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A Platform to Empower the Disabled

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Empower the disabled WEP cover

A Platform to Empower the Disabled

03/06/21 / Keyword: empower

ECP coach Alison wants to tell everyone about ’Special Books by Special Kids’, where disabled people tell their story on camera, creating an abundance of videos worth watching.

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Useful vocabulary

to empower somebody: to give somebody more power

to be taken aback: to be surprised

neurodiverse: having atypical mental patterns (not neurotypical)

advocate: a person who publicly shows support for something

out of the blue: without warning, unexpectedly

by (+ date/time): indicating something happened before that date/time

endeavour: a project, an attempt to achieve a goal

to surpass something: to go beyond something, to be more than something

to acknowledge: to recognise

to adhere to something: to believe in and follow the practises of something


Listen to the audio and read the text (refresh the page if it’s not visible).


ECP coach Alison wants to tell everyone about ‘Special Books by Special Kids’, where disabled people tell their story on camera, creating an abundance of videos worth watching.

As someone who generally thinks of YouTube as a source of entertainment, when I discovered ‘Special Books by Special Kids’ (SBSK) a few years ago, I was taken aback with the enormous educational value and impact of their videos, which never fail to bring a smile to my face and a tear to my eye.

With over 2 billion views across social media, SBSK is one of the largest disability platforms in the world, providing a space for disabled and neurodiverse people of all backgrounds to share their story. However, that wasn’t the creator’s original intention.

During his time as a teacher of children with various disabilities, Chris Ulmer collaborated with his students on a project designed to empower them to become self-advocates and storytellers. The avenue to accomplish this goal was for his students to write about what life was like from their perspective. Sadly, no publishers were interested in the book his students had created together, so they began filming short videos to spread awareness of their classroom project, which they uploaded to the SBSK Facebook page for their local community to see. This was the only goal besides having fun while learning valuable skills to succeed in the digital age.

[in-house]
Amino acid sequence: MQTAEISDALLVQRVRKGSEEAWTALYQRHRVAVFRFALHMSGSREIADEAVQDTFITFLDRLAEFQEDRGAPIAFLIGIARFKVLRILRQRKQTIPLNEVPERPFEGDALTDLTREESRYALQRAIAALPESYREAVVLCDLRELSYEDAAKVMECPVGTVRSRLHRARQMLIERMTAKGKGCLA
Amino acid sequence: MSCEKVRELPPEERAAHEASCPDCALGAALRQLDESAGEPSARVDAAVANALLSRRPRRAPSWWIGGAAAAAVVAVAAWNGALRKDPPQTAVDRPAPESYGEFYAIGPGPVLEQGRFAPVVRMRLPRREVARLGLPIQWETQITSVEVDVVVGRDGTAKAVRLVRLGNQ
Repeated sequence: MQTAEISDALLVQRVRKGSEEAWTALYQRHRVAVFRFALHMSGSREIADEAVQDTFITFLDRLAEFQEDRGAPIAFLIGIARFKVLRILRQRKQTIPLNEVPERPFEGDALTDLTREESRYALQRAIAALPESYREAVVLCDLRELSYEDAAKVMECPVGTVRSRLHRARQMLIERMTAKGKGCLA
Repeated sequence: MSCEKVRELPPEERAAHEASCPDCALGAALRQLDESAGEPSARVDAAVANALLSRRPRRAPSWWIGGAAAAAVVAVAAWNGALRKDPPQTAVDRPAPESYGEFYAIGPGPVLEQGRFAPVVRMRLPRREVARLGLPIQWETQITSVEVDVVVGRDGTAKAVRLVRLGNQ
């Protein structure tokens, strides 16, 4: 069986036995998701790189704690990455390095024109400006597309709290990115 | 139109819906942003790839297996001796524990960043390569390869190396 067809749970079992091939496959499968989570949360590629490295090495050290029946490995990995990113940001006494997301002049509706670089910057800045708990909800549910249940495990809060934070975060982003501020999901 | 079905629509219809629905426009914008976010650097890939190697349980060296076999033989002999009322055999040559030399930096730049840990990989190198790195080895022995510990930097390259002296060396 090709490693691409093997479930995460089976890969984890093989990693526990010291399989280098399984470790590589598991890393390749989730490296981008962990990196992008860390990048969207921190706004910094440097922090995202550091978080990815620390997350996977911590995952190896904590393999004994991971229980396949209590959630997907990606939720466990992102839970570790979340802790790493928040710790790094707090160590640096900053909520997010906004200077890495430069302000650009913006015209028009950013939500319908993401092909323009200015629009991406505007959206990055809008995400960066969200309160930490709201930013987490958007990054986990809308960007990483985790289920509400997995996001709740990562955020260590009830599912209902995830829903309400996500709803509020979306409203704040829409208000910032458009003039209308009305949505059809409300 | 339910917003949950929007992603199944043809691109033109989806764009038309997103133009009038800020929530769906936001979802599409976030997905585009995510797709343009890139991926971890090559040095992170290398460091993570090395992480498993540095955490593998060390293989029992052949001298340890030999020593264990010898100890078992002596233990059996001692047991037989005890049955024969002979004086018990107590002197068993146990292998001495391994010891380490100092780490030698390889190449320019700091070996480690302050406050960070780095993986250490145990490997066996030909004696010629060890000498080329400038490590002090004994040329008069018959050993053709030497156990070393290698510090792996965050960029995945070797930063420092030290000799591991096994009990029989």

Despite his humble expectations for the project, one day, Chris received a phone call out of the blue from someone working at ABC News, which led to a story about his class being broadcast worldwide by ABC World News. One of his videos was then uploaded to ABC’s Facebook page, gaining hundreds of millions of views within a week.

Suddenly, SBSK’s Facebook page had 150,000 followers from all around the world, and Chris started receiving emails from disabled people of all ages, many of whom wrote to share experiences of their time in school and asked whether Chris would be interested in interviewing them for a video. 

SBSK evolved to include both his students and these new friends from outside the classroom. By May 2016, the Facebook page had 400,000 followers, and Chris realised then that this project could end up having a tremendous impact on the world. In order to pursue this endeavour full-time, he made the difficult decision to give up his teaching job and began travelling around the USA interviewing disabled children and adults of all diagnoses.

Over the years, SBSK has featured hundreds of individuals and their stories, surpassing 2 billion views in over 130 different countries. Although the content has spread around the world, their mission remains the same: to give people a platform to share their truths, while acknowledging that each person’s story is different and valid, adhering to the belief that everybody has a story that’s worthy of being heard from them directly.

Personally, I’ve been recommending this channel to everyone I meet, since it’s opened my eyes and heart to all the wonderful ways we’re different, or as the website describes it: “the diversity of the human condition”.

Written/adapted from sbsk.org by ECP coach Alison Keable


Let’s chat about how to empower people!

  1. Do you live with a disability or know someone who does?
  2. What is neurodiversity?
  3. Do you think platforms like SBSK are important? Why?
  4. Have you watched any of the SBSK videos? Do you like them?
  5. What else can we do to empower disabled and neurodiverse people?
  6. Do you think political correctness is important when talking about disability?


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